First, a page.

Wicked Wisteria (Scene #4) by Marilyn Weisman
Katie turned to me as she was putting out place settings at the counter.
“I heard the body was Dr. Parente.”
“I heard the same thing,” I said. “I don’t know […]
Intriguing scenes Marilyn! I like that you’ve used dialogue to convey what’s happening with the late David Parante! Well done, it really helps to draw the reader in and show without telling. One thing that stuck out was the dialogue tags. There are too many ‘he said,’ ‘she said,’ ‘I asked’ etc. You only need one or two per conversation, especially when there’s a back-and-forth between two characters. The reader knows that the other person is talking when the line changes.
You’ve used gestures to attribute speech which works well and conveys subtle information like the character’s emotion. I would use that more, for example:
Maria was bent over at the table, head in her hands. “So many people called to cancel!”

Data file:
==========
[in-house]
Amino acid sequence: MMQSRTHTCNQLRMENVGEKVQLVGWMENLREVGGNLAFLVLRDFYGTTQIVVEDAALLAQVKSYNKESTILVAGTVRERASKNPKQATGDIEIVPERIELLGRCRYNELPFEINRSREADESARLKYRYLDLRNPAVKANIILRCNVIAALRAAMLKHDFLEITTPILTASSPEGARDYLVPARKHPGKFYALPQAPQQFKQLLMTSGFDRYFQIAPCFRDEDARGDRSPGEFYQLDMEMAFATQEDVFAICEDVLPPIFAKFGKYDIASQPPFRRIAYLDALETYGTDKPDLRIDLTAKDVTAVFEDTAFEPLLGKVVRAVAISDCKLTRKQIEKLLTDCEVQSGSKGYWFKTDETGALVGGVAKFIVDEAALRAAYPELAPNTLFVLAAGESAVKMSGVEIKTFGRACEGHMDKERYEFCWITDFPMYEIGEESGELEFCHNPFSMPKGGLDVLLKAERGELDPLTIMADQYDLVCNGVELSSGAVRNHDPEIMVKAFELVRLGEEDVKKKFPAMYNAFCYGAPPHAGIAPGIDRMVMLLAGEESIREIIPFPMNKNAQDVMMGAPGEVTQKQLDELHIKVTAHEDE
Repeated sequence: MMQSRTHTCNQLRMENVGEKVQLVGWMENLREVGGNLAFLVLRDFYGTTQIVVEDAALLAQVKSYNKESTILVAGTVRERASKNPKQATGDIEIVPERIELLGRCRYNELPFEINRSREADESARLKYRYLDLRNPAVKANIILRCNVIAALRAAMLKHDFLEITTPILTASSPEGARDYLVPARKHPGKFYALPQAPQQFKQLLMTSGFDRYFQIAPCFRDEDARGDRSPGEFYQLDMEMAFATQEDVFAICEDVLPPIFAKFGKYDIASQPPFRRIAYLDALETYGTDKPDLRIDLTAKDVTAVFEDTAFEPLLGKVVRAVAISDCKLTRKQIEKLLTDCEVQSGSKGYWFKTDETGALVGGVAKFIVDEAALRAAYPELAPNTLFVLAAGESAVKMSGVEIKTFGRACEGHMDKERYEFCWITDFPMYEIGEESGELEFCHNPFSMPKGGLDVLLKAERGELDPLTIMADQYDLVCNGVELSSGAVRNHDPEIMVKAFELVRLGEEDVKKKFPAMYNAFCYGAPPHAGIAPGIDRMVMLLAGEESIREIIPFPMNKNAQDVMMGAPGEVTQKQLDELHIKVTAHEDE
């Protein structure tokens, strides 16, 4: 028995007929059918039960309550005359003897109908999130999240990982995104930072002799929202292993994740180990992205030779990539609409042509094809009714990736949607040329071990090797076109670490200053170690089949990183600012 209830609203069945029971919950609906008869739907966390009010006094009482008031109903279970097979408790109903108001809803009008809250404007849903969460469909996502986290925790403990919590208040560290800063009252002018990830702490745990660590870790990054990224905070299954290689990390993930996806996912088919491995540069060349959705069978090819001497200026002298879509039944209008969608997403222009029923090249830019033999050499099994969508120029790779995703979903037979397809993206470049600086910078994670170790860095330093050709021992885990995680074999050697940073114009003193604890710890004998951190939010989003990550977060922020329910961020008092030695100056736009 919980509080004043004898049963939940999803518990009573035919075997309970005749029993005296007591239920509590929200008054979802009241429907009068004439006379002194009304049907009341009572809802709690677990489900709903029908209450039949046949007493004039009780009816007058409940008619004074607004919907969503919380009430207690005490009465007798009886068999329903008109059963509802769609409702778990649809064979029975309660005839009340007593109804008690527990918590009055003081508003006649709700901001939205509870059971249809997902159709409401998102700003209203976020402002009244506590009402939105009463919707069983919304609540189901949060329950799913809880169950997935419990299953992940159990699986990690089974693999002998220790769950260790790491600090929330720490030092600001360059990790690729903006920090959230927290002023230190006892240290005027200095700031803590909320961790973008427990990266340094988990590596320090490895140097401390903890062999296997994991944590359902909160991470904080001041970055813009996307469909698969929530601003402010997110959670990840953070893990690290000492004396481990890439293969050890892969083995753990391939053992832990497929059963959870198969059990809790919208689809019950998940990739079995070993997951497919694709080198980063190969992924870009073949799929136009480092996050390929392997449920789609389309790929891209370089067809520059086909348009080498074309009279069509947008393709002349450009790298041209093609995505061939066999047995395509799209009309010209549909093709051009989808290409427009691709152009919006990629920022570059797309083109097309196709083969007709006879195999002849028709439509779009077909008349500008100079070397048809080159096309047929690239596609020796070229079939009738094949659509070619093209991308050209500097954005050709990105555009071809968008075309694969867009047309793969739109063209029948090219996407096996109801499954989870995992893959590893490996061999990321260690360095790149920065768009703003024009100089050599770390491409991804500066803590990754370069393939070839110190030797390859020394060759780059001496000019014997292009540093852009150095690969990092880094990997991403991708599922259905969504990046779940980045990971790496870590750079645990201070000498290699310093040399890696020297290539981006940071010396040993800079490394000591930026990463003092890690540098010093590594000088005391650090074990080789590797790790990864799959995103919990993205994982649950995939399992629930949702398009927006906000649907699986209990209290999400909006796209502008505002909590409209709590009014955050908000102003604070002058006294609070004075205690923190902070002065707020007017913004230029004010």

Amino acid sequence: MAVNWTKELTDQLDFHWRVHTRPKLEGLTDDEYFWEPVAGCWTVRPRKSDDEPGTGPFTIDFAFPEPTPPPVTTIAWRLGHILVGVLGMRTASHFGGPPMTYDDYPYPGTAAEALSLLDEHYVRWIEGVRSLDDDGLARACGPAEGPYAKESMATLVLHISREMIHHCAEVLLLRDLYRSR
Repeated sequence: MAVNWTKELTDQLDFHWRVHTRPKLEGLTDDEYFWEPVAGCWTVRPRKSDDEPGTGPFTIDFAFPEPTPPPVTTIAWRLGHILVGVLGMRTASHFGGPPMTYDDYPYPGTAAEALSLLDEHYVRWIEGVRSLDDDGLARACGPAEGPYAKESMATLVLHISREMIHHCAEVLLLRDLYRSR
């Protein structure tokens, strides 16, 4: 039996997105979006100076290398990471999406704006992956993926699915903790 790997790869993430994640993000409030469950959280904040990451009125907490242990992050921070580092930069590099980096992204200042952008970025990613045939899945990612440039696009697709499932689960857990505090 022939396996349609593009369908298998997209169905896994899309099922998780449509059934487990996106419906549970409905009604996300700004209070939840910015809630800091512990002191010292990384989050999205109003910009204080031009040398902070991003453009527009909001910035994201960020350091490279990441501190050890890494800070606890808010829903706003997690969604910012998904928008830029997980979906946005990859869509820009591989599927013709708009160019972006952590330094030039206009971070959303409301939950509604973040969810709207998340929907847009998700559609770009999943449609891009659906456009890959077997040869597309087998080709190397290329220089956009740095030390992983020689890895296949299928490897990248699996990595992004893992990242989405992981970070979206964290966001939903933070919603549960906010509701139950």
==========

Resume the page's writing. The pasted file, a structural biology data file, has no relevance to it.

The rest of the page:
The line implies that Maria was speaking, and shows that she was moaning.
Last, remove redundant bits. Showing the MC shopping for vitamin C and talking about the dog with the pharmacist doesn’t add anything to the scene.
‘I shopped around until Doc finished with his customer at the dispensary.
“Did you know David Parante?” I asked after our usual exchange about my two mutts.’
Admittedly, I’ve jumped into the story at this scene, maybe those details are important for the story, in which case keep them! Hopefully my comments are useful. Good luck for the next prompt!
What an interesting scene!
What are the chances?
I can’t wait to see where this goes from here.
This scene was well written, loved the description of the location, and fast moving.
Can’t wait for tomorrow.
I am steeped even deeper into this mystery after reading Scene #2.
I have been behind in my following the stories, but I want to invest in the reading along as a novel is quite different than a short story to follow.
I enjoyed the scene in the Police Station and I think the updates are helpful at dispensing information possibly missed in the…[Read more]
Atmosphere. Setting the mood.
I thought the italicized words about the monks was strange as an intro, but then saw the connection to the boxed in windows in one of the rooms.
Where is Mel? I’m not certain…is there a body in the second room?
I did not get the reference to the 50’s, but being here in the States, it would be a bit…[Read more]